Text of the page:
Students interested in learning more about building, programming and developing robots and robotics apps will be able to participate in RIT’s annual RoboCamp during online sessions this summer. Camps will be offered starting June 29 through Aug. 14 with several sections to accommodate age and skill level of participants.
RIT will help nourish a community that is meeting the many challenges brought on by the COVID-19 pandemic. More than $300,000, donated by members of the university during the United Way Campaign—Mission 2020—will go toward building a healthy community for all, providing educational opportunities for youth and to increase economic mobility for Rochester’s citizens.
Graduating senior and first responder Bryon Campbell spent his final semester at RIT on the frontline of the coronavirus pandemic. A New York State Emergency Medical Technician and Certified Flight Paramedic, Campbell volunteered more than 35 hours per week with Shortsville Fire and Ambulance in Shortsville, N.Y.
Jonathan Witmer ’91 (computer science) sits at the helm of WestPoint Home, one of the world’s most successful luxury linen and textile companies. But Witmer’s company has shifted its focus and its workforce is now using its textiles to produce reusable facemasks for the nation’s frontline workers.
The Clean Energy/Fuel Cells for Electricity Generation program offered by RIT’s School of Chemistry and Materials Science provides high school science teachers with experiments, assignment descriptions, papers and other materials to incorporate into their curriculum.
During this time of COVID-19, the Wellness division of RIT Student Affairs remains a resource for undergraduate and graduate students seeking health care, mental health counseling, nutrition advice or guidance for navigating personal matters. While the delivery process looks different than before the pandemic, the level of care is the same.
Members of RIT’s Center for Public Safety Initiatives are doing their part to help combat the opioid epidemic by determining the effectiveness of a dependency treatment program offered to inmates at the Monroe County Jail.
Relay For Life was preparing for its eighth year to benefit the American Cancer Society when the COVID-19 pandemic forced organizers to change plans. So instead of nearly 1,000 people participating in a 12-hour walking marathon in the Gordon Field House, this year’s Relay For Life will be a five-day online event that will provide entertainment, donation challenges, celebrations of life and more.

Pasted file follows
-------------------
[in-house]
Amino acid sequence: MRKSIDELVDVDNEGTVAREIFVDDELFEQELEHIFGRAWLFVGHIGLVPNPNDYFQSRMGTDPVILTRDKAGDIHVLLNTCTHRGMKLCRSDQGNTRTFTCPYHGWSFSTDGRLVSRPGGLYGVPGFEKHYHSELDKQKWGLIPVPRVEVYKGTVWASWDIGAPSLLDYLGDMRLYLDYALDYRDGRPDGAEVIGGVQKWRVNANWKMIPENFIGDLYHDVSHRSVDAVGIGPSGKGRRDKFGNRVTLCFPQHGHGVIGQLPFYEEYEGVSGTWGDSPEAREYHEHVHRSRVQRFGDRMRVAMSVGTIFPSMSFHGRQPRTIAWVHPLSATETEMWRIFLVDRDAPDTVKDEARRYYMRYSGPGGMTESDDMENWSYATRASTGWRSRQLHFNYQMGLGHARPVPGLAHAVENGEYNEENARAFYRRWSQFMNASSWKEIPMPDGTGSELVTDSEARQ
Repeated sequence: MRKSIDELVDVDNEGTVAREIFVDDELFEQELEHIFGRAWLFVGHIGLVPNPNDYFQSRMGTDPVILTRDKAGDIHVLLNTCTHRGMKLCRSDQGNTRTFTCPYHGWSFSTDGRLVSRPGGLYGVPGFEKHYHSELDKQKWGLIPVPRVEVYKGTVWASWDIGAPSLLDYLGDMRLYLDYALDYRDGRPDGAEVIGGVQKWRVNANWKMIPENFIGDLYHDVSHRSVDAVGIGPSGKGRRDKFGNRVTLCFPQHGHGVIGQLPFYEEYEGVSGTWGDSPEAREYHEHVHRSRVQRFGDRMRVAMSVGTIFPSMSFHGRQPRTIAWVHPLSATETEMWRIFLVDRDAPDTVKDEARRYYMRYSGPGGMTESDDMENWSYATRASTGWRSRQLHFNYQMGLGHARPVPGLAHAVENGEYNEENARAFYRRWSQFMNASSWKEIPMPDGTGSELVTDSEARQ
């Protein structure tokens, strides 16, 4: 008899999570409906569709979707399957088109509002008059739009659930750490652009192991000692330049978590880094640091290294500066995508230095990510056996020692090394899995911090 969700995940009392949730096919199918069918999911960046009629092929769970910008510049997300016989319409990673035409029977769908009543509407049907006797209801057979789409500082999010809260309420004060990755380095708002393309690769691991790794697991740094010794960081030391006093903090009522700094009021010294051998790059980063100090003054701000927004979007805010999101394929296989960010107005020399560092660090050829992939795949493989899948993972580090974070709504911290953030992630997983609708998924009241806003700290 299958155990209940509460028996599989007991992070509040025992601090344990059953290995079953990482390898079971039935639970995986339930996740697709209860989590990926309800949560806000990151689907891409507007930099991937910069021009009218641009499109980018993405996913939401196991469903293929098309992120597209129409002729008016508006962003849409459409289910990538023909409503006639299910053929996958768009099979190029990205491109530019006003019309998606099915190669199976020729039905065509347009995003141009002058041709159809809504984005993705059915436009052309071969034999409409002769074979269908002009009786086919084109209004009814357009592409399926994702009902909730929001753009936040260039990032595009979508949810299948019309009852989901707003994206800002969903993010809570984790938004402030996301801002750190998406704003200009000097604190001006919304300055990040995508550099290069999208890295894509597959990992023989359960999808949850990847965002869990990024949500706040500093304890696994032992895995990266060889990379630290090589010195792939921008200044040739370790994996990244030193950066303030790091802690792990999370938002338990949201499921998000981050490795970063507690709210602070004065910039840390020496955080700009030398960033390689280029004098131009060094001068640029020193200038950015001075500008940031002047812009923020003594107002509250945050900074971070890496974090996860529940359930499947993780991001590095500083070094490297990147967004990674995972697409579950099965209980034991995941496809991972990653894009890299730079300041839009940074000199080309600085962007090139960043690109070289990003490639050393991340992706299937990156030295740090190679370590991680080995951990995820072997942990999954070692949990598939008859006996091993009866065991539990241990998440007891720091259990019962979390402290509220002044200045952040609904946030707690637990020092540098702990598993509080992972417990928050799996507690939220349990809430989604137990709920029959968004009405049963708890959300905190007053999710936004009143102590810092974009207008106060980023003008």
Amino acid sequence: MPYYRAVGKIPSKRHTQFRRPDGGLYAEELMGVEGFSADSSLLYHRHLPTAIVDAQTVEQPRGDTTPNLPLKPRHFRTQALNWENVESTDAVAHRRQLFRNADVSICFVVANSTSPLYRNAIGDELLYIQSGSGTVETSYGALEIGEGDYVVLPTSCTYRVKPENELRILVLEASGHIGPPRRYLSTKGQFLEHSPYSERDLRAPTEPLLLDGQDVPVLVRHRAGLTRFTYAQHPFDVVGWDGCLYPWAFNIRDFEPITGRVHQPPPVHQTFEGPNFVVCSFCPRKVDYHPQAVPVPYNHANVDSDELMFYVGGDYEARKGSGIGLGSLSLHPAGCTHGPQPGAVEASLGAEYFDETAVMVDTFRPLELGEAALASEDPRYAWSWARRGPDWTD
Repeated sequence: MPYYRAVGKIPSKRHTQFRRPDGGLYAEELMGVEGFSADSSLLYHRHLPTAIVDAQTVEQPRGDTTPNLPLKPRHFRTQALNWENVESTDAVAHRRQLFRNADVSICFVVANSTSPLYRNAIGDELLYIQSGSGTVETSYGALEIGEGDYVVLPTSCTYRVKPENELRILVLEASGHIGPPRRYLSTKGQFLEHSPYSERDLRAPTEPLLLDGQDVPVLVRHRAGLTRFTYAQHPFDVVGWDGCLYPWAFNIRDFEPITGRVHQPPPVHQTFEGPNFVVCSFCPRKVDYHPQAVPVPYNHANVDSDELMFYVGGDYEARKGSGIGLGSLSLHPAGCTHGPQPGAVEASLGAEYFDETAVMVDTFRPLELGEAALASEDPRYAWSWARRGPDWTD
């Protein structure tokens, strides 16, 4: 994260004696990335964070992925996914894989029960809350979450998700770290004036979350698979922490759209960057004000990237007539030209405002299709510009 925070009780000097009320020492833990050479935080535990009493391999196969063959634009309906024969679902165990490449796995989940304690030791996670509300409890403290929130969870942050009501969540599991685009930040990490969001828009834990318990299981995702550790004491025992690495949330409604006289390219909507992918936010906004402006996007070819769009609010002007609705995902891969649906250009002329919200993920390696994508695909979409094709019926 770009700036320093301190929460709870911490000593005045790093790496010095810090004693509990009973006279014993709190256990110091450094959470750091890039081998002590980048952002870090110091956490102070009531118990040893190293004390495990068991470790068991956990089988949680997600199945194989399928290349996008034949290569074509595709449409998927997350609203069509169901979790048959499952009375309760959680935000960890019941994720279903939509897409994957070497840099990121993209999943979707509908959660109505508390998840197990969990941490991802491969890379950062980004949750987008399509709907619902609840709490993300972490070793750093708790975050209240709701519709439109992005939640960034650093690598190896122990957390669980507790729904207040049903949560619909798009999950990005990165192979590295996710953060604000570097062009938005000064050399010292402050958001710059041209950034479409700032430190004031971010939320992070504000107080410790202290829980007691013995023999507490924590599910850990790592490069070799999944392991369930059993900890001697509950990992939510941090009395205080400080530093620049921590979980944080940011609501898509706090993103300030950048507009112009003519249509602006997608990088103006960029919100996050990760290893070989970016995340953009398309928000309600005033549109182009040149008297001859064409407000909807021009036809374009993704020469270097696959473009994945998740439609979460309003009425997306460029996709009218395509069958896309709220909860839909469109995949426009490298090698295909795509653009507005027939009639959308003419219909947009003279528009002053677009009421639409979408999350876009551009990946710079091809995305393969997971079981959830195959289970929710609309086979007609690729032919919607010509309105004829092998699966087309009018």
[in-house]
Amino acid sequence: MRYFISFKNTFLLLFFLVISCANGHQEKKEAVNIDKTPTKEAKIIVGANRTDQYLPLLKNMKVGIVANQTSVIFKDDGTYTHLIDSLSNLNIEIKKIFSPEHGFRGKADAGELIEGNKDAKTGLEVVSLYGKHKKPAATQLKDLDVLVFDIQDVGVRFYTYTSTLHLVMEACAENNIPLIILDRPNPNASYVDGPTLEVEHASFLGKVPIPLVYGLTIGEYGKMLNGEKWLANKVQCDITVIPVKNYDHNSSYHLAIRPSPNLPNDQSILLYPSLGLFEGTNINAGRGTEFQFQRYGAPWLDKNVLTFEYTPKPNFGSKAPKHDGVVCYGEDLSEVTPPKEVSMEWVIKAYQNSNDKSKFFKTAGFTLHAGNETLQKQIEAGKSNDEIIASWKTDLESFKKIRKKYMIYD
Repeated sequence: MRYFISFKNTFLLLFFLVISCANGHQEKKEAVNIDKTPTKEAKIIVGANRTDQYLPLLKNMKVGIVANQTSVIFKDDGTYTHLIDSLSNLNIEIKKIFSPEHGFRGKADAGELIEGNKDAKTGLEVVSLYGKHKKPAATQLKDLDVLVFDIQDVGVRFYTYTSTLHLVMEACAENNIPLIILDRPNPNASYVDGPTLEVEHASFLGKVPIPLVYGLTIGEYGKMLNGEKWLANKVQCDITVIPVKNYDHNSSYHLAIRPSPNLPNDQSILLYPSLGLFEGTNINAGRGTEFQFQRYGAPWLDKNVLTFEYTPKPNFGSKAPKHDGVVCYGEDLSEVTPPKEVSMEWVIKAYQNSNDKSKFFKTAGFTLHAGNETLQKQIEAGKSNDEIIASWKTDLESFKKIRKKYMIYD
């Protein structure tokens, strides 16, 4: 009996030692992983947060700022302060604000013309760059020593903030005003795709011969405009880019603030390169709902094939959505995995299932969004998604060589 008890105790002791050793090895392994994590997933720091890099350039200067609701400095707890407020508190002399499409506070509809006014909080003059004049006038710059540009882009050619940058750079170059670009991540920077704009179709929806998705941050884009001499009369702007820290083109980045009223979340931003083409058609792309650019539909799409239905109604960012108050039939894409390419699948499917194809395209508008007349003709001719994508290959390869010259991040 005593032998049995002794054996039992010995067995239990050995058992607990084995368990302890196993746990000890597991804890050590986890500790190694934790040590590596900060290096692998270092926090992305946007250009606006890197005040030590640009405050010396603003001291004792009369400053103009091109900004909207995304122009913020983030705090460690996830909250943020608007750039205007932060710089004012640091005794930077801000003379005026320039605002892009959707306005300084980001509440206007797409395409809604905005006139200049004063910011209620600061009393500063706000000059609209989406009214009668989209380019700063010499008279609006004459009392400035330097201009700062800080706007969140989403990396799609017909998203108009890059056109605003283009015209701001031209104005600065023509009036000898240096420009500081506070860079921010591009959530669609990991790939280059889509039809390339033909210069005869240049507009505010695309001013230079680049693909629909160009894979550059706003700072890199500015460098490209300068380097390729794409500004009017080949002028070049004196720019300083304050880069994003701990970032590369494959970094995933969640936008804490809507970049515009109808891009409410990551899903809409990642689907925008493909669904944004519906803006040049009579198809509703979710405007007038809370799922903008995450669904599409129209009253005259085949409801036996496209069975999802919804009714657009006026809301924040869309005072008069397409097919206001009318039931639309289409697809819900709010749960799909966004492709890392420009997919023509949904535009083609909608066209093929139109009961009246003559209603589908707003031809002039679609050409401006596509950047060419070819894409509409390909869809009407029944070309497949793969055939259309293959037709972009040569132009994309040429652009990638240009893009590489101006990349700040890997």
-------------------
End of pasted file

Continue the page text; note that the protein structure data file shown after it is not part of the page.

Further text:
The Community Grants Program is part of the NYSP2I’s ongoing efforts to continue improving the health and environmental quality of New York state. Eligible applicants are invited to apply for funding to support community-based projects that promote public awareness, understanding and implementation of pollution-prevention practices
In early March, RIT alumnus Corey Mack ’11 (mechanical engineering technology) received an email from the U.S. Department of Defense asking start-ups and entrepreneurs to build emergency ventilators for under $300. Within a few days, his idea became a design that complied closely with the required pieces of emergency ventilators.
With fewer people eating on campus due to alternative delivery of coursework, RIT Dining has decided to serve a different customer. They’re sending packaged meals to Rochester Regional Health, the university’s affiliated partner, to serve its workers who are helping our community during the COVID-19 pandemic.
NTID is one of four international innovators selected to create cost-effective packages of high-quality accessible children’s books in languages children use and understand to serve regions of the world where children have few or no books for preschool or kindergarten.